Most Hollywood movies are aimed squarely at the coveted "people with enough money for a movie" demographic, and they don't try to go more niche than that. But some popcorn flicks have gained surprising popularity with oddly specific groups of people, and you'd never the association at first glance. For example ...
Gay women growing up in the '90s didn't have a whole lot of wank material. It was pretty much Ellen DeGeneres, Xena the Warrior Princess (right?), and Ross' ex-wife on Friends. And then came Jack Dawson from Titanic, played by Leonardo DiCaprio.
Remember when we explained that Titanic is a much more intriguing movie if you pretend DiCaprio's character is secretly female? Well, many gay women seem to agree. Titanic started a phenomenon in the late '90s which historians refer to as "Leomania" -- teenage girls losing their minds over DiCaprio and his baby-faced good looks. And that sea of girls included a surprising amount of budding lesbians. As the (also-lesbian) writer of this article explains, young DiCaprio, with his soft features, bisexual wardrobe, and nonexistent facial hair, embodied a certain androgynous look that many queer women possess. Some young women became Leomaniacs without realizing that they were attracted to him not as a girlish boy, but as a boyish girl.
Titanic and DiCaprio provided a "safe" way for homosexual women to fantasize without the anxiety of fully coming out. They could see the kind of thing they were attracted to, but it was on display by a man, so it didn't create any sort of personal crisis to think "I am attracted to this." DiCaprio remains beloved by the lesbian community to this day -- or at least we assume so, judging by these videos of lesbian "lookalikes" reenacting his scenes.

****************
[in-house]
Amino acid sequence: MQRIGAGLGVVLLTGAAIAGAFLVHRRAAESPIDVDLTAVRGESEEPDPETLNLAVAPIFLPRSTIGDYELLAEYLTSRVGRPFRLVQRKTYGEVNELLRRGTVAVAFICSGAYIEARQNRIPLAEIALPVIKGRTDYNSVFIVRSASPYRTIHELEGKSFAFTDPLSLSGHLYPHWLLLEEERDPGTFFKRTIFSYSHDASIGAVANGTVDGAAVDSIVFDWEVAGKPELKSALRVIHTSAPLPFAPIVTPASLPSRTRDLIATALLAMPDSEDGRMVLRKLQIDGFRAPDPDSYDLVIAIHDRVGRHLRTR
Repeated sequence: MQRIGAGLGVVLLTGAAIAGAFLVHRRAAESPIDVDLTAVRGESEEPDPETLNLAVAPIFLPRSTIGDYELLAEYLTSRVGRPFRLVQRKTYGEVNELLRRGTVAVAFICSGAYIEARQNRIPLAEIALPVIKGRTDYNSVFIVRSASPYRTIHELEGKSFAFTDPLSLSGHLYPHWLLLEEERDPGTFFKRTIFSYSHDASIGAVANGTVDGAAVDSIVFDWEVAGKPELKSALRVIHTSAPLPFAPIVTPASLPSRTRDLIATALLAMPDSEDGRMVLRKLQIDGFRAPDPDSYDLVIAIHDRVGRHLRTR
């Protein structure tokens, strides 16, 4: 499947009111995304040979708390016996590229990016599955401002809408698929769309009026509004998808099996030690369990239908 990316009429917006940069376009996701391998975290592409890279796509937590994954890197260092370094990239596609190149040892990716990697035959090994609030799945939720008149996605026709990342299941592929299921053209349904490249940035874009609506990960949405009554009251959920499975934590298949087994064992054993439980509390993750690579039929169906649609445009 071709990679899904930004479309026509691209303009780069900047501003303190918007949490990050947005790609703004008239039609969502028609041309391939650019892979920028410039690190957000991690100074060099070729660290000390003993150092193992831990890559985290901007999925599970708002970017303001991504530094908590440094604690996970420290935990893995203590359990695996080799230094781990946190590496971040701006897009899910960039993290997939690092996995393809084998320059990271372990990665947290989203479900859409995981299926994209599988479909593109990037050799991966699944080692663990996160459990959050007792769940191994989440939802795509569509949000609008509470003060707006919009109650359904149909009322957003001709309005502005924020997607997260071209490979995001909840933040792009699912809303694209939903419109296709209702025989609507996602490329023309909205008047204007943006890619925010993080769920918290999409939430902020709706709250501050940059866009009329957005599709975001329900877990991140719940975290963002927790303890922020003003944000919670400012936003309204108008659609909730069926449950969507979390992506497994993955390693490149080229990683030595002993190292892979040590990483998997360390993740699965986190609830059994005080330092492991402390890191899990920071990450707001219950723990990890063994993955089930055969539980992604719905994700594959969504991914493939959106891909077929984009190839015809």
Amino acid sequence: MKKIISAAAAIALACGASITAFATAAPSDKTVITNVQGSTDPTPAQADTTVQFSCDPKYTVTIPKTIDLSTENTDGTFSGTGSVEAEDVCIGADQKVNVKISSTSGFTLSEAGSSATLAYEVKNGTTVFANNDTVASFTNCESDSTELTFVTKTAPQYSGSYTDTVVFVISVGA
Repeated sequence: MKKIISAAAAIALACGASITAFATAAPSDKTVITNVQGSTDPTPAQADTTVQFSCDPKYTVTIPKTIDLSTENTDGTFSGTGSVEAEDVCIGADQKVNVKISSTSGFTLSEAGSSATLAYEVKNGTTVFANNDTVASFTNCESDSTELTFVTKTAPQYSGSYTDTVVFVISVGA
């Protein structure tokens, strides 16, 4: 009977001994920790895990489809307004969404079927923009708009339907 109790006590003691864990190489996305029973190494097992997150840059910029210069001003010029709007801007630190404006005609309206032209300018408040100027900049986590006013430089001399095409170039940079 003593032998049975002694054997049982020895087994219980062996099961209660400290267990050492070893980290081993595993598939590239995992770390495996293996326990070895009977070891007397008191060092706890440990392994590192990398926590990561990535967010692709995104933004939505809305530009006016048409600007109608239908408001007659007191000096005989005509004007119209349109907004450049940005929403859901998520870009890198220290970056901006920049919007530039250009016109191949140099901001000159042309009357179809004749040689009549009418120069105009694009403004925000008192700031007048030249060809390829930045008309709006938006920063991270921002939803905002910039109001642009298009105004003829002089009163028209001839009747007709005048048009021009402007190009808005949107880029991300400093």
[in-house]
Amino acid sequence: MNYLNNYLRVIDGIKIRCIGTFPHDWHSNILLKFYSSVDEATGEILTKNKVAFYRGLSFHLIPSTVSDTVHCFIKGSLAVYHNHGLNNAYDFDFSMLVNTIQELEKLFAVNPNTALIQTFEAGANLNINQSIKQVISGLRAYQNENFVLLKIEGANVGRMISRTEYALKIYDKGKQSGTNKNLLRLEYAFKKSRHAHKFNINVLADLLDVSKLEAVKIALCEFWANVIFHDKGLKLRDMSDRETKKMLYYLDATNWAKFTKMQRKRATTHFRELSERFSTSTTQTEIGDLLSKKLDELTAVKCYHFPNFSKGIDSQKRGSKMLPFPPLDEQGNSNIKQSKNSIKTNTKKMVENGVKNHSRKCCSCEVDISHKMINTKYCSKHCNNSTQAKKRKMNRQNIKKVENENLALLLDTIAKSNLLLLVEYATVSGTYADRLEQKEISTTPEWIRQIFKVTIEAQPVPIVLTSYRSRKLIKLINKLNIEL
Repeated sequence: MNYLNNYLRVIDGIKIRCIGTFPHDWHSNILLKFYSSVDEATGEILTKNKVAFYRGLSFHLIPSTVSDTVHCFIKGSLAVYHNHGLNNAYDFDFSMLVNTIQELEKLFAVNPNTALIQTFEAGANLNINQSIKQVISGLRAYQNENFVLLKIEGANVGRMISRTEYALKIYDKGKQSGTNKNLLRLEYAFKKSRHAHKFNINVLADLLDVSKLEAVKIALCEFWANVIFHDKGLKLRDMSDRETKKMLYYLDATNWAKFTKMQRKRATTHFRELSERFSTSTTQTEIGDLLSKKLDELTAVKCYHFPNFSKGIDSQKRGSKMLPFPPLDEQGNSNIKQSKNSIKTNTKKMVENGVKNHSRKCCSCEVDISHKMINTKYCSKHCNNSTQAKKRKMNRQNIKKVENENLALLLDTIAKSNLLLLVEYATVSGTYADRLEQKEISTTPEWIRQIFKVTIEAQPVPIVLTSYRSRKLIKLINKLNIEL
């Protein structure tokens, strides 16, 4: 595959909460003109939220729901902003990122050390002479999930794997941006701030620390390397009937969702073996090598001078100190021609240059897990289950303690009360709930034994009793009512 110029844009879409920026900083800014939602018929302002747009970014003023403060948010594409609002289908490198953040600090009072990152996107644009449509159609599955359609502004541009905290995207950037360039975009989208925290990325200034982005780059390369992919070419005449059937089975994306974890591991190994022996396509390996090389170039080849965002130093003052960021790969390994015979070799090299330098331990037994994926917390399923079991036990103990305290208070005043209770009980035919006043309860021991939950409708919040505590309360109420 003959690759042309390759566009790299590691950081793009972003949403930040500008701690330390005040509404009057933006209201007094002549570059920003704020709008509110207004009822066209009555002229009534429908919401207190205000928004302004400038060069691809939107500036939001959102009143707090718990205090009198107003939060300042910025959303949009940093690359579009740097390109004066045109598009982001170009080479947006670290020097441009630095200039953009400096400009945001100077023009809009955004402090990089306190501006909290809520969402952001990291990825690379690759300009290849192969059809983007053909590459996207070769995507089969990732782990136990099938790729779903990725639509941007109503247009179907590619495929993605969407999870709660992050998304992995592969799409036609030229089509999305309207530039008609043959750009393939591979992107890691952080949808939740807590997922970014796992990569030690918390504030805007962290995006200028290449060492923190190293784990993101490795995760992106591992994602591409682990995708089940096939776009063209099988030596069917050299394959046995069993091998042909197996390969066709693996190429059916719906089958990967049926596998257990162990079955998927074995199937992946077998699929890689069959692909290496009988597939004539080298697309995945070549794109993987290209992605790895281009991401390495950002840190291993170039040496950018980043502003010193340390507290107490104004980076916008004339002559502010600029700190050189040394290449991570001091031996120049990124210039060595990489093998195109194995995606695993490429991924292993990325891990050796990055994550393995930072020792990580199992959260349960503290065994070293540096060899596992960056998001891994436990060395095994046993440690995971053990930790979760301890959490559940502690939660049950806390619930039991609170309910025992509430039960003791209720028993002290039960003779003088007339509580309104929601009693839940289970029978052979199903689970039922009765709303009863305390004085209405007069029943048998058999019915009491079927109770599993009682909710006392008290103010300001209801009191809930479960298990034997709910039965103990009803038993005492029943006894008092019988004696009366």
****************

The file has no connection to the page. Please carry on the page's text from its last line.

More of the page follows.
While Disney's Frozen is beloved by children all over the world, Japan's obsession with the movie is something else. It's the country's third-highest-grossing movie of all time, and the highest-grossing 3D film ever. Nearly 20 percent of Frozen's box office returns came from Japan, and it's not like they have a shortage of animated films over there.
And oddly enough, the fact that Japanese society is horribly sexist might have something to do with this. In the U.S. and Europe, Disney tried to market the movie to boys, focusing on the male characters (remember, the first teaser was all about Olaf), and doing its best to hide the fact that it was a musical. In Japan, on the other hand, they sold it as a tale of female empowerment, playing up Anna and Elsa.
See, according to Disney Japan, it's Japanese women who "have the power to spur consumption and create a fad." But, whether Disney planned to or not, the allure went much deeper than that. The movie's main song, "Let It Go," became an anthem for Japanese women blowing off steam at karaoke bars, especially after putting up with rampant sexism in the workplace. Not one but three versions of the song were released in Japan, two of which reached the top of the charts. Hell, the movie was such a phenomenon that a lingerie company even manufactured a Frozen-inspired bra that changes color when you bump boobs with a friend. Just like ... in ... Frozen?
Something must be very different in translation.
The Simpsons has been a mainstay on TV for so long that it's easy to forget how edgy and controversial it was in its early years. An actual president of the United States (the first Bush) even used the show as an encapsulation of American moral decay, and an audience of fiercely religious people applauded him for it.